Posts Tagged ‘Rubio’
August 15th, 2011 at 12:17 pm
How the American Public is Wrong

At NRO, Andy McCarthy  writes (bolded parts are my own emphases):

Pawlenty’s attack on Bachmann didn’t work for the same reason the conventional wisdom about Bachmann’s candidacy doesn’t work: You are not going to impress ordinary Americans, who think the system is broken, by bragging about how much experience you have in the system. I’m not saying Pawlenty was a bad governor — from everything I’ve read, he seems to have done a very good job under difficult blue-state constraints. But a case built on governing experience, which tells voters: “I know how to make this system work and get better results” is not going to bowl over people who think the system needs dramatic overhaul. They don’t want to hear about the results you’re going to get in Washington; they want to hear how you’re going to transfer money and power out of Washington. They want to know how you’re going to stop Washington from destroying our present and stealing their kids’ future.

I think McCarthy is correct about this being the overwhelming attitude among the public. I also think the public is dangerously wrong on this.

This attitude of “throw all the bums out” is emotionally satisfying, but profoundly misguided. If you are the general manager of a horrible football team — for instance, the Bengals for most of the past 20 years — you would be really, really, really, really dumb to throw all the bums out, especially if they are to be replaced only with people with almost no NFL experience. I’m sorry, but there really is a skill set that can be developed only through experience. A team full of rookies won’t win, can’t win, no matter what.

All the right sentiments in the world, and all the right issue “positions,” won’t do any good if those who hold the positions and sentiments have no mastery of the system. Why is it that in politics, but nowhere else but politics, does the public think that experience isn’t valuable? It’s an utterly illogical idea.

I’ve seen it again and again: “Reformers” get into office with all the best motivations but no idea about how things work. They remain reformers for two or three years — but then they either succumb to corruption, or to power trips, or to conventional wisdom that subverts their principles. The public can’t really know if the elected officials can be trusted to be true statesmen until those officials have been in office long enough to remain reformers even after the bad-old-boys have time to regroup, re-strategize, and counter-attack against the would-be reformers — and until all the other snares of office have been not just rejected but overcome, repeatedly, all while polishing the toughness and canniness necessary not just to say the right things but actually get the right things done.

Conservatives, of all people, should understand this. But these days, we don’t. We’re looking for the latest greatest American Idol; our attention span is about as long as a text message; we swoon over the newest savior while ignoring those who have maintained their integrity and actually improved their effectiveness over the years, all because we actually denigrate effective experience. This American Idolatry and denigration of experience is a terrible flaw on the right these days; indeed, it’s a pathology.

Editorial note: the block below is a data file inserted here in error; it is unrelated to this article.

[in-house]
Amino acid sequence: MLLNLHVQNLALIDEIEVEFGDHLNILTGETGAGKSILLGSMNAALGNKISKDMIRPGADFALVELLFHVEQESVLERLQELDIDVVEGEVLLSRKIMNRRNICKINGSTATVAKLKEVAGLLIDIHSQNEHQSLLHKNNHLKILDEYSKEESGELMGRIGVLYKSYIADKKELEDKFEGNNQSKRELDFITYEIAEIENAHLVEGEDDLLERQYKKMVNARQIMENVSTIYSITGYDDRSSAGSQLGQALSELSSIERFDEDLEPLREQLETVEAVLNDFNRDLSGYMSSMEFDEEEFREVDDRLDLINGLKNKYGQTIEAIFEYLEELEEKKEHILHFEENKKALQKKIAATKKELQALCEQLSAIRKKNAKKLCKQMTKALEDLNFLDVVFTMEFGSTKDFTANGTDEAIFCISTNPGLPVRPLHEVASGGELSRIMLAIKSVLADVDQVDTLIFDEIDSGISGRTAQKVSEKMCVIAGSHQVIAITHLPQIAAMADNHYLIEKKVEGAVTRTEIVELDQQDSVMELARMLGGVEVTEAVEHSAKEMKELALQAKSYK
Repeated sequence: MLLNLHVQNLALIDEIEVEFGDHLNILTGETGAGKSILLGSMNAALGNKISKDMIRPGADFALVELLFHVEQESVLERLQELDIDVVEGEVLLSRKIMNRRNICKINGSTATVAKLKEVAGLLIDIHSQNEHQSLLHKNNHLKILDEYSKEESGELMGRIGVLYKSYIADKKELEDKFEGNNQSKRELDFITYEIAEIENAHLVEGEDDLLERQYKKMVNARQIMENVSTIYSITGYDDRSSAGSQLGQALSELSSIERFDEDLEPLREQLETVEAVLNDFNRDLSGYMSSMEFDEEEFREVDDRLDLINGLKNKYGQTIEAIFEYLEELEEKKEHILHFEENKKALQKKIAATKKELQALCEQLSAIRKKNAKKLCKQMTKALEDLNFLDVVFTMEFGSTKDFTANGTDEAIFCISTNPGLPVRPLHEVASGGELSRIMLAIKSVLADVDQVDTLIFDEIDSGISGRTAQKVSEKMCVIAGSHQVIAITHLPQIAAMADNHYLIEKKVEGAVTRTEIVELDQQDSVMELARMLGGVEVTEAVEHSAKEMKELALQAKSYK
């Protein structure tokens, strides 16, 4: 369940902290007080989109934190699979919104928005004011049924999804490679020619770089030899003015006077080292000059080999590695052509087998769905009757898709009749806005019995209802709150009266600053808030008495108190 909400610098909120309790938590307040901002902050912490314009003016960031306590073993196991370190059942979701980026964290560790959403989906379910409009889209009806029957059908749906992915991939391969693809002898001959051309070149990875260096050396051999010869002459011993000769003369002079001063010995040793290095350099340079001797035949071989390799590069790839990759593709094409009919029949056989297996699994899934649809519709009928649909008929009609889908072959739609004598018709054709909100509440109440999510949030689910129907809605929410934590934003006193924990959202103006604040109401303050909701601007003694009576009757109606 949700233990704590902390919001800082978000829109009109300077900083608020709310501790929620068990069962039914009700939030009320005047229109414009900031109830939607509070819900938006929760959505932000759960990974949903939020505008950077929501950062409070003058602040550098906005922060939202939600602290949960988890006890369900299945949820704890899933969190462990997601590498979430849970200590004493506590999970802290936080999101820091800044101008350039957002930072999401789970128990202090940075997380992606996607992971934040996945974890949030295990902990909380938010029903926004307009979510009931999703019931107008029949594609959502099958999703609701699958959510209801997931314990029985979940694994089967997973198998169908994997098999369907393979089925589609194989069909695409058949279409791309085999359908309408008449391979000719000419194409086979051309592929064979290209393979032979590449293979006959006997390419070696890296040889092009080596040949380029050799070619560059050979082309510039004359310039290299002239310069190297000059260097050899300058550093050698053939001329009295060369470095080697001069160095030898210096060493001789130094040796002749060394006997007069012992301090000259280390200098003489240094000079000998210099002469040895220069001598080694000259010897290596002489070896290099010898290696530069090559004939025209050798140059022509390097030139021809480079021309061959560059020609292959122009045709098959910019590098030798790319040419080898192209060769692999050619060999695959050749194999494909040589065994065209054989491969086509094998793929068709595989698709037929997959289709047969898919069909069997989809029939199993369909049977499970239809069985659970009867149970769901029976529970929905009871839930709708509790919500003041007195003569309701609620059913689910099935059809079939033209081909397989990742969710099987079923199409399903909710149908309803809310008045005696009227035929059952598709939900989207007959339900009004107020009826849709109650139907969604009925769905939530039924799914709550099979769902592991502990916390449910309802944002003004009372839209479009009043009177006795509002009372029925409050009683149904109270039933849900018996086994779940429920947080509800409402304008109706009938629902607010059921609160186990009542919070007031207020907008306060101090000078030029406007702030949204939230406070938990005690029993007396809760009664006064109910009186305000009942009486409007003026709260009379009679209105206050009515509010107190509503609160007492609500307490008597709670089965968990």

To take examples of people who are NOT running for president (and thus to avid a specific political stand; i.e., these are for example, not to pick on any actual would-be candidates), this is why it is absurd for conservatives to think, this cycle, of the likes of Chris Christie or Marco Rubio to be president. They just haven’t been at the highest levels of positions that require the right skill sets for a long enough time. They have huge potential; but potential isn’t the same as qualifications.

While I’m at it, the other flaw in conservative public perception is the denigration of legislative experience. Again, this is absurd. Knowing how to get things actually passed into law, through the legislative process, is a virtue, not a vice. Many voters may say they want “executive experience,” but the truth is that a major committee chairman or a party’s conference/caucus chairman or Leader in a legislative chamber is indeed a position that requires significant executive skills. Staffs are large. Power is utilized in an executive fashion. And the right combination of personal assumption of authority with the ability to delegate some responsibilities is essential.

Most of the worst presidents have been those with the least relevant experience. Obama. Carter. Harding. And, lest we forget, John F. Kennedy in his first two years, as George Will reminded us the other day.

And yes, I know that Kennedy had been in Congress for 12 years already. But he was almost a nonentity once there. He missed huge swaths of time while hospitalized, sometimes near death, with his Addison’s Disease. He was mostly a dilettante, with little actual legislative accomplishment. He was, in short, a lightweight in the House and Senate.